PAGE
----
Published online: Aug 01, 2012 Irrigation
Viewed 1218 time(s)
Web Exclusive

Sales of irrigation equipment are booming in 2012, and experts say the ongoing summer drought may inspire further demand among growers.

Drought-stricken growers in the Midwest see the value of irrigation machinery now that reduced yields have driven up crop prices, said Brent Mecham, industry development director for the Irrigation Association trade group.

"You would be making a lot of money right now," he said.

Beyond immediate weather considerations, the irrigation market has a lot of room to expand over the long term as growers upgrade irrigation methods, said Mecham.

"The potential to grow is still very strong," he said. "It's not at saturation by any means."

Despite the irrigation industry's robust sales, flood irrigation remains the dominant method among growers, he said. "Surface or flood irrigation is inexpensive, but it's the least efficient."

Crop prices have traditionally been so low that many growers couldn't justify buying pressurized irrigation equipment, Mecham said.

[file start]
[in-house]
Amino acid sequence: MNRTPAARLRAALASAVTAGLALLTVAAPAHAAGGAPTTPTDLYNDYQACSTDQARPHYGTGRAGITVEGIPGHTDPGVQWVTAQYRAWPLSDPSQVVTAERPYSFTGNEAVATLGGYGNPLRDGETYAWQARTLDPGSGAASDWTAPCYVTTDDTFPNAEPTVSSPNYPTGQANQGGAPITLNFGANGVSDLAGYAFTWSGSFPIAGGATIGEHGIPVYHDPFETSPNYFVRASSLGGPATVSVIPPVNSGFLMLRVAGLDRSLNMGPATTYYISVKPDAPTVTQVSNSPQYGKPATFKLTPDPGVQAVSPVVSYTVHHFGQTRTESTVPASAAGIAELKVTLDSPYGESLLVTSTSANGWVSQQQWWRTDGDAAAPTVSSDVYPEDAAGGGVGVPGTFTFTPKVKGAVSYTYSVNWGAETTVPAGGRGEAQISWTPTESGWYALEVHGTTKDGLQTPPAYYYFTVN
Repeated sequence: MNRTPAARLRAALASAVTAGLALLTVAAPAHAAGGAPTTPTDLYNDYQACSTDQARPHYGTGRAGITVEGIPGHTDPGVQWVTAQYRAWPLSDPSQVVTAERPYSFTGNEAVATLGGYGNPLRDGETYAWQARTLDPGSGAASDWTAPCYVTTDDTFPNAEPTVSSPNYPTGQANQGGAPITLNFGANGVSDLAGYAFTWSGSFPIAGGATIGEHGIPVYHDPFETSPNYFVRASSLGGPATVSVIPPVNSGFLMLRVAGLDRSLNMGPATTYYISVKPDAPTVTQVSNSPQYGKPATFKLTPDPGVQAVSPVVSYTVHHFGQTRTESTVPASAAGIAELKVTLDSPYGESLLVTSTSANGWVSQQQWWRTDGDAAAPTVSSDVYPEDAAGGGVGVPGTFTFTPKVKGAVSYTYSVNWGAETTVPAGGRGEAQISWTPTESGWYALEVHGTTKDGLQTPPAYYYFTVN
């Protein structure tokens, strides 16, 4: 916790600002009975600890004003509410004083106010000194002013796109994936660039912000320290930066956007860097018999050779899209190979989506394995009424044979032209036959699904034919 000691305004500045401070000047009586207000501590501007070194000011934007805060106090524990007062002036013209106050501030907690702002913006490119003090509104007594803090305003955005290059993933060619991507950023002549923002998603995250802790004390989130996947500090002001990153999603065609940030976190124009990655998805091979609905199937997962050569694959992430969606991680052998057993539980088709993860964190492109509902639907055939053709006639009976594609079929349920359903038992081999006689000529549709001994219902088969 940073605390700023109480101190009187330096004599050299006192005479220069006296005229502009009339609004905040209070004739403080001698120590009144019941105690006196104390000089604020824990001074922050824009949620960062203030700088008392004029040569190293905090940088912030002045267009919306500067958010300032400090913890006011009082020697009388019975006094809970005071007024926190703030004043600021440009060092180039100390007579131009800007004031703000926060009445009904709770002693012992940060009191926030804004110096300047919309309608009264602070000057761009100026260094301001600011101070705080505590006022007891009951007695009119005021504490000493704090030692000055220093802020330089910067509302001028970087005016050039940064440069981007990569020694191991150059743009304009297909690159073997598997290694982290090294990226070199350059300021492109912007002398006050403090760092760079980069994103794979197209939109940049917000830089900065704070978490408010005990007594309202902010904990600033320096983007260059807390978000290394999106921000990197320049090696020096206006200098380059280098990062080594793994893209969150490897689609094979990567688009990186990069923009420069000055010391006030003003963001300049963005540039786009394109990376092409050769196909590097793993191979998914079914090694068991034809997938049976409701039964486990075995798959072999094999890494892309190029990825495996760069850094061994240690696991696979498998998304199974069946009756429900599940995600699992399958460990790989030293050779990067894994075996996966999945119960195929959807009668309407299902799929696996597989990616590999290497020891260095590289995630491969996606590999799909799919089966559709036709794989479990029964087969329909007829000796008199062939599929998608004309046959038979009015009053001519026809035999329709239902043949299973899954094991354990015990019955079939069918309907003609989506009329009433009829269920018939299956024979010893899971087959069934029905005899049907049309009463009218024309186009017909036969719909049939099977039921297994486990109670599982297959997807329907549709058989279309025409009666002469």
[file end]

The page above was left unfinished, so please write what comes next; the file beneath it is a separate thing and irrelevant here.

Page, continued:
With crops becoming more valuable in recent years and water supplies getting steadily scarcer, more advanced irrigation technology is making financial sense, he said.

Lenders may also persuade growers to invest in such equipment to prevent crop failure, Mecham said. "I think it will become a risk aversion requirement down the road from the banking point of view."

Sales of Valley irrigation equipment have surged nearly 17 percent during the first half of 2012, to $390 million, according to Valmont Industries, the brand's owner.

"The external environment worldwide for agriculture is as strong as we've seen in a long time," said Mogens Bay, Valmont's CEO, during a recent conference call with investors.

Rival manufacturer Lindsay Corp., which makes Zimmatic irrigation equipment, has also seen strongly increasing sales.

Irrigation sector revenues have climbed 32 percent, to $367 million, during the first three quarters of the company's most recent fiscal year.

Reinke, a privately held manufacturer, does not disclose its revenue figures but demand for the company's products has followed the same trend.

"Our system sales are up again this year fairly significantly," said Tim Goldhammer, vice president of marketing for Reinke.

With the severe drought in the Midwest, growers who have traditionally relied on rain for irrigation may come to see center pivots as an insurance policy, he said.

"There's large parts of the country where guys who have never seen the need for irrigation equipment are now starting to reconsider," Goldhammer said.

The drought's effects on irrigation sales will likely become visible in autumn or next year, rather than immediately, said Bay of Valmont Industries. "This is the time growers are worried about growing a crop, not putting in new equipment."

SOURCE: Mateusz Perkowski, Capital Press